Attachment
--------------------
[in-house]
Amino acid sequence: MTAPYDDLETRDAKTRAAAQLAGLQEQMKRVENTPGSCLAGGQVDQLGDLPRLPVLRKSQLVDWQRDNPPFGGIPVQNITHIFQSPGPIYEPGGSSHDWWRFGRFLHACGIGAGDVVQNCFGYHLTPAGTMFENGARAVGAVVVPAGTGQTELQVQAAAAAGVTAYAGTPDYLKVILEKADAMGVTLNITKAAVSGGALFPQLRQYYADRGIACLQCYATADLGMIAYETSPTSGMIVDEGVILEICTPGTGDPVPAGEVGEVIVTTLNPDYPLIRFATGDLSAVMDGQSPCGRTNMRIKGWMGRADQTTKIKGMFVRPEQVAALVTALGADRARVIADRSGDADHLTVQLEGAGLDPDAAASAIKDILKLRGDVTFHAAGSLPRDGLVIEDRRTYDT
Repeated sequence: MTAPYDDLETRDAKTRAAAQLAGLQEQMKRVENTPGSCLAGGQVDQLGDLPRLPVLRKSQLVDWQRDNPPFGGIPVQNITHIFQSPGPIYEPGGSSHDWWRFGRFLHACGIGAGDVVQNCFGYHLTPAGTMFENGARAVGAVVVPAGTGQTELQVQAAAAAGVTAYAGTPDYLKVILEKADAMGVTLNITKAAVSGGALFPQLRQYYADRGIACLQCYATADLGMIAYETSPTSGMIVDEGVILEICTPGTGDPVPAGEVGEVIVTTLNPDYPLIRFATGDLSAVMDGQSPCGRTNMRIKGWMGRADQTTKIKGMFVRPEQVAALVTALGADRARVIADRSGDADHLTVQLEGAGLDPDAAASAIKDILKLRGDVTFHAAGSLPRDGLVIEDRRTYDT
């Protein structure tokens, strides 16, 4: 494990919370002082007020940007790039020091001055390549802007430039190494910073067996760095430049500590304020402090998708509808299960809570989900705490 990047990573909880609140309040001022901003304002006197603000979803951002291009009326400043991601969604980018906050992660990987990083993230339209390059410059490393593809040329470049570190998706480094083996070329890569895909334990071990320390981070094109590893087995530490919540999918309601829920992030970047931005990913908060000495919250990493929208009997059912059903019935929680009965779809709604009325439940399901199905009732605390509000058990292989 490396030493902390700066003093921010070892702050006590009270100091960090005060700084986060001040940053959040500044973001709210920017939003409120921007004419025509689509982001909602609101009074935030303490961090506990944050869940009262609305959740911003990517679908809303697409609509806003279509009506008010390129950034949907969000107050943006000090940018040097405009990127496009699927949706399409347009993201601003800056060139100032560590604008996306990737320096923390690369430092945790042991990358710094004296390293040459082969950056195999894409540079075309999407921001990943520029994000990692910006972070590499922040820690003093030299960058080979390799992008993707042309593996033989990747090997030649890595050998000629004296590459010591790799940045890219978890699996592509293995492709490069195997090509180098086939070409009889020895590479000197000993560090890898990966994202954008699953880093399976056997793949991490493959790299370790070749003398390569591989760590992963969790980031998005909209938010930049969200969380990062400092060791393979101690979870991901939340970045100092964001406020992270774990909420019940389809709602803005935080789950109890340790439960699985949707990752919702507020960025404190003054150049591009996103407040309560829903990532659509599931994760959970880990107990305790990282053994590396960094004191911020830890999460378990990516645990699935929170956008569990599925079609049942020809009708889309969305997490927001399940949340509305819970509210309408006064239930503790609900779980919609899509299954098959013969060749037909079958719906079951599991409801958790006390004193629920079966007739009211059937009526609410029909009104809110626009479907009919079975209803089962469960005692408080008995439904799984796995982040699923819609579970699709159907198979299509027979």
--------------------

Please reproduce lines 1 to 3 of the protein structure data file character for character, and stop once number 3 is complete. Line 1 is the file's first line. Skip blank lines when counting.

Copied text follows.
[in-house]
Amino acid sequence: MTAPYDDLETRDAKTRAAAQLAGLQEQMKRVENTPGSCLAGGQVDQLGDLPRLPVLRKSQLVDWQRDNPPFGGIPVQNITHIFQSPGPIYEPGGSSHDWWRFGRFLHACGIGAGDVVQNCFGYHLTPAGTMFENGARAVGAVVVPAGTGQTELQVQAAAAAGVTAYAGTPDYLKVILEKADAMGVTLNITKAAVSGGALFPQLRQYYADRGIACLQCYATADLGMIAYETSPTSGMIVDEGVILEICTPGTGDPVPAGEVGEVIVTTLNPDYPLIRFATGDLSAVMDGQSPCGRTNMRIKGWMGRADQTTKIKGMFVRPEQVAALVTALGADRARVIADRSGDADHLTVQLEGAGLDPDAAASAIKDILKLRGDVTFHAAGSLPRDGLVIEDRRTYDT
Repeated sequence: MTAPYDDLETRDAKTRAAAQLAGLQEQMKRVENTPGSCLAGGQVDQLGDLPRLPVLRKSQLVDWQRDNPPFGGIPVQNITHIFQSPGPIYEPGGSSHDWWRFGRFLHACGIGAGDVVQNCFGYHLTPAGTMFENGARAVGAVVVPAGTGQTELQVQAAAAAGVTAYAGTPDYLKVILEKADAMGVTLNITKAAVSGGALFPQLRQYYADRGIACLQCYATADLGMIAYETSPTSGMIVDEGVILEICTPGTGDPVPAGEVGEVIVTTLNPDYPLIRFATGDLSAVMDGQSPCGRTNMRIKGWMGRADQTTKIKGMFVRPEQVAALVTALGADRARVIADRSGDADHLTVQLEGAGLDPDAAASAIKDILKLRGDVTFHAAGSLPRDGLVIEDRRTYDT